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20th Jan 2020

EU defends US data pact, as Facebook court case opens

  • Facebook is back at the European Court of Justice, in a case over data flows - and their (lack) of enforcement - from Ireland back to the company's US-based cloud (Photo: Eduardo Woo)

The European Commission spoke out on Tuesday (9 July) in defence of its data-sharing agreement with the US, known as Privacy Shield - against the backdrop of a wider legal dispute between an Austrian privacy campaigner and social media giant Facebook.

"We basically concluded that the Privacy Shield works in practice," a European Commission spokesman told reporters in Brussels on Tuesday (9 July), noting that the US still needs to make some improvements.

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The self-validating agreement, enforced by the United States, is intended to protect the personal data of Europeans whenever sent to firms based in the US.

After lengthy delays, the US administration under president Donald Trump has finally implemented some of those intended measures.

But broader issues remain - particularly over the US's national security access to data, under its foreign intelligence amendments act (FISA), in particular personal information stored on US-based cloud providers.

Ireland

Meanwhile on Tuesday, a parallel legal battle was also unfolding at the European Court of Justice in Luxembourg.

At stake is whether the transfer of data by Facebook to the United States from Ireland meets EU privacy standards, and if Ireland's data protection commissioner (DPC) can even rule on such issues.

The potential fallout of a negative verdict for Facebook is huge, given its European user base. A final verdict is expected by the end of the year.

Facebook Ireland sends the data to its parent company in the United States for processing.

The social media giant has been using so-called standard contractual clauses (SCCs) to shift the data to the United States after Privacy Shield's predecessor, Safe Harbour, was scrapped by the European Court of Justice in 2015.

The clauses have a built-in emergency feature that allows local European data protection authorities to stop such data flows, should the personal data of Europeans be violated while in the United States and elsewhere.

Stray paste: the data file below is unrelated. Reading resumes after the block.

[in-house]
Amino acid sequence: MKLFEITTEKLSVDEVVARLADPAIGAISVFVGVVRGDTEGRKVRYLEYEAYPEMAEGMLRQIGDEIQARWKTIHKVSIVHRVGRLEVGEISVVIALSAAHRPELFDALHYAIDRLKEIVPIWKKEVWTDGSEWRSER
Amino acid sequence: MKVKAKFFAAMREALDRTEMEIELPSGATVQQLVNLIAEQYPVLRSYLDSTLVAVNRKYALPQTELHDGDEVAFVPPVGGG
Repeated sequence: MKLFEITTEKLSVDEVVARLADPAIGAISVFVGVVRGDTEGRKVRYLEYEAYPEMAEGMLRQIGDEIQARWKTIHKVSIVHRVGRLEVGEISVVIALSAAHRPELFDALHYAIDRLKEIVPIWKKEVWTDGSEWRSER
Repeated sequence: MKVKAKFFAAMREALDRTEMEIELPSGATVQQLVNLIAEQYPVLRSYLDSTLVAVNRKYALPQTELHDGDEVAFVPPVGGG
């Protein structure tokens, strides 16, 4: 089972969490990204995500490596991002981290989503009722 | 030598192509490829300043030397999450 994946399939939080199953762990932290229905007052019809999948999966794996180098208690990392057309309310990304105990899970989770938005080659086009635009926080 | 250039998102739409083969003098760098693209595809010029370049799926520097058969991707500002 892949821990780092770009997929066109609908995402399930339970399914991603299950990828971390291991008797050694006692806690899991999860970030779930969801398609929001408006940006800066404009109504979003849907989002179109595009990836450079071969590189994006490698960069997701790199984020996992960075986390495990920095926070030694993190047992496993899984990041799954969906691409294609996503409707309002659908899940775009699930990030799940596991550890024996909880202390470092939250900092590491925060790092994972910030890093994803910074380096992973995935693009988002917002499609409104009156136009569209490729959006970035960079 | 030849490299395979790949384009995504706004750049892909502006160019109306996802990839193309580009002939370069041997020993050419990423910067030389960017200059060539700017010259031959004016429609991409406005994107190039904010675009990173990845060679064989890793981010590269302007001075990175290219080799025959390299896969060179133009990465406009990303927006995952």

Austrian privacy campaigner Max Schrems had argued that the Irish DPC at the time was duty bound to trigger the emergency clause, given revelations of US mass surveillance made in 2013 by former National Security Agency agent Edward Snowden.

The DPC referred the matter to the Irish High Court in 2016, which found that the US government engages in the "mass processing" of European personal data.

The Irish judges then sent the case to the European court amid speculation that the SCCs could follow a similar fate as the now-defunct Safe Harbour.

Facebook claims the transfers should be allowed and fall within the scope of Privacy Shield. It also argues US surveillance laws comply with EU requirements under the data pact.

"They basically tell the Court [it] has no right to even decide in this case," tweeted Schrems during the hearing on Tuesday, noting that Facebook had also argued the EU has no right to adjudicate on national security issues.

Critics say Privacy Shield is little more than a re-marketed version of Safe Harbour, which still enables the US to carry out the bulk collection of data.

In a statement earlier this week, Schrems voiced further frustration over the case.

"Over these six years, the DPC has actually decided in a mere 2-3 percent of the cases that were brought before it. We don't have a problem with 'Standard Contractual Clauses', we have a problem with enforcement," he said.

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